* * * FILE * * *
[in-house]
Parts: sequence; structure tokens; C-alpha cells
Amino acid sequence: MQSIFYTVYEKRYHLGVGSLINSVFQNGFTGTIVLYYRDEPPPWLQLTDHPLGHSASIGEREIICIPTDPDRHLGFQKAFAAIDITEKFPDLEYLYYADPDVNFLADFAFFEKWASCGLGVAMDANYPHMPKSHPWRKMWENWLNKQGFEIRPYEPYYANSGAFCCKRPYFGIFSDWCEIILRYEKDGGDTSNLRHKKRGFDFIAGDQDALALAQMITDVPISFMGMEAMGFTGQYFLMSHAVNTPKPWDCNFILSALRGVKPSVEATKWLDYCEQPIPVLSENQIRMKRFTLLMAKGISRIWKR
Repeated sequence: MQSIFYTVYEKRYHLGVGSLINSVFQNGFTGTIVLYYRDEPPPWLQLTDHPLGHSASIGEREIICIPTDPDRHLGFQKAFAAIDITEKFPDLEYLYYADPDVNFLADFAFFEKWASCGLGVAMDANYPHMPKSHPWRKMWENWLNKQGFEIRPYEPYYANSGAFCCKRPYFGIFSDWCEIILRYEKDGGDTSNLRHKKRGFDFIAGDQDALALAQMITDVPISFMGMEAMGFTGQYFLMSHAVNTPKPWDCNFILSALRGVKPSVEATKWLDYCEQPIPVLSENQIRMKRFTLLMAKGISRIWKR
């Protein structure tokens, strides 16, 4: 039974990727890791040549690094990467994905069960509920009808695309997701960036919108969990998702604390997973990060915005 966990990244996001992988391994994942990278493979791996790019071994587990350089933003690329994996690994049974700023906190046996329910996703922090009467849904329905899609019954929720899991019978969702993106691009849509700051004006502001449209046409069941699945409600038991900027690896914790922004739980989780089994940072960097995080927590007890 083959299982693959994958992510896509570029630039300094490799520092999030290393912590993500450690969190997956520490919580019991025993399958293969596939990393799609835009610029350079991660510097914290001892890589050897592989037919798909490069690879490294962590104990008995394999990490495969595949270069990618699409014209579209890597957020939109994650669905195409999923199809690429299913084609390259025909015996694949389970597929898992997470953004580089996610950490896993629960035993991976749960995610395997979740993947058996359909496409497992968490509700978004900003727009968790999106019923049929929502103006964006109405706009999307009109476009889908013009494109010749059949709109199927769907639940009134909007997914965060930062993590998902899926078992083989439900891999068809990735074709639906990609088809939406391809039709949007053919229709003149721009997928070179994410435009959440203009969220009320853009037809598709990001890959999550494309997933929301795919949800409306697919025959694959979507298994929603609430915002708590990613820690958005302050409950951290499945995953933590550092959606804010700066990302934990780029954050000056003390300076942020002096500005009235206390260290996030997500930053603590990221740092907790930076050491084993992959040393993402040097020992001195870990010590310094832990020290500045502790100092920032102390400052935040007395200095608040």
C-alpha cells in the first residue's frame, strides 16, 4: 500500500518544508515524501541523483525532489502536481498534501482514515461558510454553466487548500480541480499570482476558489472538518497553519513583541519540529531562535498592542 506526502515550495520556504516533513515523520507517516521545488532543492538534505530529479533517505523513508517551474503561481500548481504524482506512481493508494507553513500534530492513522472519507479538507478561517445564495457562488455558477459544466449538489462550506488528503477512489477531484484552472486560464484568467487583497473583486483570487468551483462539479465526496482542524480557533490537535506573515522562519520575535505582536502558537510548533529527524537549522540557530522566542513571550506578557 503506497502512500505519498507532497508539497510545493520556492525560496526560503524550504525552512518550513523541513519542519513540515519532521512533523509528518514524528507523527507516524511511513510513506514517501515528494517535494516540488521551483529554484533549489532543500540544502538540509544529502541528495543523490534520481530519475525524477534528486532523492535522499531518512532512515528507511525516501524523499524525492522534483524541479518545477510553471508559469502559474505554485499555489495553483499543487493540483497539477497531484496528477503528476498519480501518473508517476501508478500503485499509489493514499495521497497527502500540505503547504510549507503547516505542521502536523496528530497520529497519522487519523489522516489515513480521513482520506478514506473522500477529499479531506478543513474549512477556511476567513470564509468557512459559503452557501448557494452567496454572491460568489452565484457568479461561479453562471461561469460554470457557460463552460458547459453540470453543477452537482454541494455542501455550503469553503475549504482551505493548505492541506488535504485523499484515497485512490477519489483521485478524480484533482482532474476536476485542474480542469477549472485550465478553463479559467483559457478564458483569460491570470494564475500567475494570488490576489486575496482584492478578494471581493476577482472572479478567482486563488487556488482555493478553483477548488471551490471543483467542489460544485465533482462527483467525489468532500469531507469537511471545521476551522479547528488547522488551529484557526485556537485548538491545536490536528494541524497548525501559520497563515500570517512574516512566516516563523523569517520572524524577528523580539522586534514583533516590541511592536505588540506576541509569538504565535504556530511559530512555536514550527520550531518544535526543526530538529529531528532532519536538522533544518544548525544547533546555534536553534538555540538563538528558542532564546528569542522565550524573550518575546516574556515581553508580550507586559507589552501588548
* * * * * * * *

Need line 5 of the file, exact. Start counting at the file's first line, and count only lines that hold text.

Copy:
């Protein structure tokens, strides 16, 4: 039974990727890791040549690094990467994905069960509920009808695309997701960036919108969990998702604390997973990060915005 966990990244996001992988391994994942990278493979791996790019071994587990350089933003690329994996690994049974700023906190046996329910996703922090009467849904329905899609019954929720899991019978969702993106691009849509700051004006502001449209046409069941699945409600038991900027690896914790922004739980989780089994940072960097995080927590007890 083959299982693959994958992510896509570029630039300094490799520092999030290393912590993500450690969190997956520490919580019991025993399958293969596939990393799609835009610029350079991660510097914290001892890589050897592989037919798909490069690879490294962590104990008995394999990490495969595949270069990618699409014209579209890597957020939109994650669905195409999923199809690429299913084609390259025909015996694949389970597929898992997470953004580089996610950490896993629960035993991976749960995610395997979740993947058996359909496409497992968490509700978004900003727009968790999106019923049929929502103006964006109405706009999307009109476009889908013009494109010749059949709109199927769907639940009134909007997914965060930062993590998902899926078992083989439900891999068809990735074709639906990609088809939406391809039709949007053919229709003149721009997928070179994410435009959440203009969220009320853009037809598709990001890959999550494309997933929301795919949800409306697919025959694959979507298994929603609430915002708590990613820690958005302050409950951290499945995953933590550092959606804010700066990302934990780029954050000056003390300076942020002096500005009235206390260290996030997500930053603590990221740092907790930076050491084993992959040393993402040097020992001195870990010590310094832990020290500045502790100092920032102390400052935040007395200095608040």